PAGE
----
KRISSI WEISS is awed by Emma Dean and Jake Diefenbach’s “dramaturgical” cabaret fairy tale otherwise known as GEPPETTO.
Judith Wright Centre, Friday October 5
Heading into the Judith Wright Centre, this evening reminds me I’m getting just that little bit older. The appeal of comfortable seating in a theatre where the sound is sure to be crisp and not ear-bustlingly loud, feeling at home and amongst Brisbane’s alternative, arts-centric crowd and happy it will all be wrapped up well and truly on the conservative side of midnight is overwhelming evidence that I’ve passed 30. Apart from that, expectations are low. Certainly not because I don’t think the evening will be a pleasure, but because I genuinely have no idea what to expect.
Silver Sircus, who has received media endorsement from at least one-half of Geppetto that I’ve seen, open proceedings with an overtly theatrical journey between music from their own catalogue as well as dabbling in some Nick Cave, Kate Bush and David Bowie — with all three aforementioned artists being labelled “heroes” by singer Lucinda Shaw.
In three-piece mode, cellist Wayne Jennings and pianist Parmis Rose support Shaw’s storytelling. While all are extremely proficient musicians in their own right — and I do confess this is the first time I have seen Silver Sircus — most of the performance falls a little flat. Vocal melodies are occasionally hijacked by questionable pitch and the theatrical element of the set feels forced and insincere. Silver Sircus have a devout following and I’m sure there is a reason why, but I’m not seeing that tonight. Rose and Jennings are solid in their support roles to Shaw’s tortured-artist-meets-debauched-fairy stage presence, but something is missing.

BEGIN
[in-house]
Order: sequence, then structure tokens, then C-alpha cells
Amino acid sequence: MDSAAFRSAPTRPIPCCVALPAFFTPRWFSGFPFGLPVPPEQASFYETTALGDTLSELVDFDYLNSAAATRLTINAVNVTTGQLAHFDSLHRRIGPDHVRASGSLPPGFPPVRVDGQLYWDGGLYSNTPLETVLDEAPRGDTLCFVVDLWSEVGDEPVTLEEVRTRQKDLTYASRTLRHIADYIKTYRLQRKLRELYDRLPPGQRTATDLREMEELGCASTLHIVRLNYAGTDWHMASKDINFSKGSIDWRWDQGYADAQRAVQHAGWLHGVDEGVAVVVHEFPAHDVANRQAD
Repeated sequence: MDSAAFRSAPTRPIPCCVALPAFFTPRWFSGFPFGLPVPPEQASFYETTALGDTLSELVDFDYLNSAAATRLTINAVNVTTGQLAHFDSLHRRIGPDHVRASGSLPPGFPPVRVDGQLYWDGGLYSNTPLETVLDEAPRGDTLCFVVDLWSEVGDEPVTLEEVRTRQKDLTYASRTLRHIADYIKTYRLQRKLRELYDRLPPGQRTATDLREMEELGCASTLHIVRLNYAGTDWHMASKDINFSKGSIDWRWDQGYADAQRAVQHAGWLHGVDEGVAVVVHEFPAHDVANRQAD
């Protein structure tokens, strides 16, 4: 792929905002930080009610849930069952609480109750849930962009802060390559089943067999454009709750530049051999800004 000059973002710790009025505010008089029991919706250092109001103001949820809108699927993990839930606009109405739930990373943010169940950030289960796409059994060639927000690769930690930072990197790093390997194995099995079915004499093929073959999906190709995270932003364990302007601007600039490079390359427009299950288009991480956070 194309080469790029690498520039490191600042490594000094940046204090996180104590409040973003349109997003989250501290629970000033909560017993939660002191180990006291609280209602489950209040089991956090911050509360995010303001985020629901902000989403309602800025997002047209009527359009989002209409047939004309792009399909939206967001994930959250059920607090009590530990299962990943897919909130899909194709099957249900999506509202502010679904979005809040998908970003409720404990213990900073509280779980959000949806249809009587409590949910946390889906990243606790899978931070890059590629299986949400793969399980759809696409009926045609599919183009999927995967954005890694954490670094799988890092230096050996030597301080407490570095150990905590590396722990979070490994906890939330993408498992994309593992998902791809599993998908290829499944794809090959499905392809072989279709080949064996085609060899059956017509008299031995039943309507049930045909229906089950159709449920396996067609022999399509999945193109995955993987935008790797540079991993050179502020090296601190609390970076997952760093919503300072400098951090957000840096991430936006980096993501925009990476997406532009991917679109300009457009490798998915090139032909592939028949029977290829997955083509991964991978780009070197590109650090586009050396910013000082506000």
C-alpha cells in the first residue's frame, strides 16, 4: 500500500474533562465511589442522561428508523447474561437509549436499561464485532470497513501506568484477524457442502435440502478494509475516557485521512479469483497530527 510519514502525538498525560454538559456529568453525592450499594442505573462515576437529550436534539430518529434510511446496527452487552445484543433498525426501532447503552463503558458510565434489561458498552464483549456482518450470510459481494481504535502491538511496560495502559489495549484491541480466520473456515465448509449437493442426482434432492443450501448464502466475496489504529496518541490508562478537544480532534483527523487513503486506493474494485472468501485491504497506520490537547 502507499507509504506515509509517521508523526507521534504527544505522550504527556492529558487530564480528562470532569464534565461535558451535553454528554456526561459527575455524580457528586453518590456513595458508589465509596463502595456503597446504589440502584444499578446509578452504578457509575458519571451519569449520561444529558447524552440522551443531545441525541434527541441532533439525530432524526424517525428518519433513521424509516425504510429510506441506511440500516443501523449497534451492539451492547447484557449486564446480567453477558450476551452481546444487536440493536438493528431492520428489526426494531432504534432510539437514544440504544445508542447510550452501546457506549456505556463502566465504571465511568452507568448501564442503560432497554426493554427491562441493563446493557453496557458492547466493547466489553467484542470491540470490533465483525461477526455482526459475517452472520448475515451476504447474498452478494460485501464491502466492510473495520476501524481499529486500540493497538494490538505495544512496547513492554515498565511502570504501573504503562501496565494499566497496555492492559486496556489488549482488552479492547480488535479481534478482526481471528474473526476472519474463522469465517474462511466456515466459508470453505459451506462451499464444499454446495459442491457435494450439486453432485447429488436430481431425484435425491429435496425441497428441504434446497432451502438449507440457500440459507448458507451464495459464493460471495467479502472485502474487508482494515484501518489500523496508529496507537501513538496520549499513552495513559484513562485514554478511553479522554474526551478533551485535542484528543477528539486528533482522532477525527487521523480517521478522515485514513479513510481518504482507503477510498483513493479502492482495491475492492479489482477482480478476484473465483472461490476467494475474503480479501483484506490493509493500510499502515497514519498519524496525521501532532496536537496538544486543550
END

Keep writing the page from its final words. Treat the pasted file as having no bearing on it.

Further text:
Having first seen Emma Dean when she played second fiddle (literally) to Kate Miller-Heidke as her back-up singer and violinist, I will never forget watching an entire KMH set at Woodford captivated by the humble musician to the right of the star of the show and being speechless at the end. Dean and Brisbane’s own charming Peter Pan, Jake Diefenbach, joined forces through their cabaret fairy tale, An End To Dreaming, garnering solid reviews and in Geppetto, they establish their place as our new favourite exports.
From the very first song, pitch-perfect vocal harmonies layer atop virtuoso piano, jarring (in the good way) synthesiser, emotive violin and a floating guest drummer, leaving the audience gasping for air in between songs as we sit breathless during each four to five minutes of melodic bliss. They trade time on the gorgeous grand piano as well as the role of vocal lead. Due to their equally unique timbre and range, Diefenbach’s angelic tone is usually sitting at the top with Dean powerfully holding the bottom of each harmony.
“Kooky” and “quirky” undersells the sublime musicality of Geppetto and while the dramaturgical, cabaret, and Tim Burton-esque energy fills the room, the pair are above and beyond any of those labels. Moving through their EP Into The Woods — the release of which is the purpose of tonight’s show — the only faltering tonight is a sound problem in the last song (pre-encore) where Dean’s violin seems to crackle and lose volume. Everything that Geppetto touch tonight, though, turns into platinum and if Pinocchio wanted to be a real boy and Dean and Diefenbach are his creations, they have turned into real stars.
KRISSI WEISS is a writer, musician, wannabe filmmaker and science student — bores easily. A Rave regular, Krissi also writes about music and the arts for a number of interstate and international publications.